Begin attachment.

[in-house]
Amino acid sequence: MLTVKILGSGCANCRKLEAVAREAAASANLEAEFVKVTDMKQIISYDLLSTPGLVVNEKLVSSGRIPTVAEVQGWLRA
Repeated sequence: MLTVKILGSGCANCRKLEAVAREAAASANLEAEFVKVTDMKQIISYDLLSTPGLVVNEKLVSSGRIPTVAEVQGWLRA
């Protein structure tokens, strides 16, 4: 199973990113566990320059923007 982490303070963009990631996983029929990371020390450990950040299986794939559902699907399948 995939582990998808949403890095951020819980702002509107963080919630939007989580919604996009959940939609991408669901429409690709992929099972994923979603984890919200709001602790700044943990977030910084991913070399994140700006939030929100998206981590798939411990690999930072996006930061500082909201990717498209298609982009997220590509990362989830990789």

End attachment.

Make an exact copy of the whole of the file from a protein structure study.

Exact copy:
[in-house]
Amino acid sequence: MLTVKILGSGCANCRKLEAVAREAAASANLEAEFVKVTDMKQIISYDLLSTPGLVVNEKLVSSGRIPTVAEVQGWLRA
Repeated sequence: MLTVKILGSGCANCRKLEAVAREAAASANLEAEFVKVTDMKQIISYDLLSTPGLVVNEKLVSSGRIPTVAEVQGWLRA
């Protein structure tokens, strides 16, 4: 199973990113566990320059923007 982490303070963009990631996983029929990371020390450990950040299986794939559902699907399948 995939582990998808949403890095951020819980702002509107963080919630939007989580919604996009959940939609991408669901429409690709992929099972994923979603984890919200709001602790700044943990977030910084991913070399994140700006939030929100998206981590798939411990690999930072996006930061500082909201990717498209298609982009997220590509990362989830990789």